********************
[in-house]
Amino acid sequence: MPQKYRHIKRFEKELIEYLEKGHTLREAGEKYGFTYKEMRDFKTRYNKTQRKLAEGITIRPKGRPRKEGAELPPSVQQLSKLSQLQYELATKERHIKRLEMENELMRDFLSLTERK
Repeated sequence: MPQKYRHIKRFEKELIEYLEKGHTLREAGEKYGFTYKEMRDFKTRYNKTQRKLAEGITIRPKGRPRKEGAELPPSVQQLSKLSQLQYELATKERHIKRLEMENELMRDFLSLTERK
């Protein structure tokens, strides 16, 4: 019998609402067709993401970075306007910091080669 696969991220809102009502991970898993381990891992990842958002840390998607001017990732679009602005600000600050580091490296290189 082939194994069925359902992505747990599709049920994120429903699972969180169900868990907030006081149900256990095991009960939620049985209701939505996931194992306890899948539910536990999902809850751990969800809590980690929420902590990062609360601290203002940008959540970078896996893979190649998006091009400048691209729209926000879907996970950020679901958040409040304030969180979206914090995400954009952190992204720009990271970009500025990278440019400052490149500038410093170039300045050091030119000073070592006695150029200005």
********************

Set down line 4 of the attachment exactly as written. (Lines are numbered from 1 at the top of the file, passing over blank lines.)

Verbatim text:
């Protein structure tokens, strides 16, 4: 019998609402067709993401970075306007910091080669 696969991220809102009502991970898993381990891992990842958002840390998607001017990732679009602005600000600050580091490296290189 082939194994069925359902992505747990599709049920994120429903699972969180169900868990907030006081149900256990095991009960939620049985209701939505996931194992306890899948539910536990999902809850751990969800809590980690929420902590990062609360601290203002940008959540970078896996893979190649998006091009400048691209729209926000879907996970950020679901958040409040304030969180979206914090995400954009952190992204720009990271970009500025990278440019400052490149500038410093170039300045050091030119000073070592006695150029200005």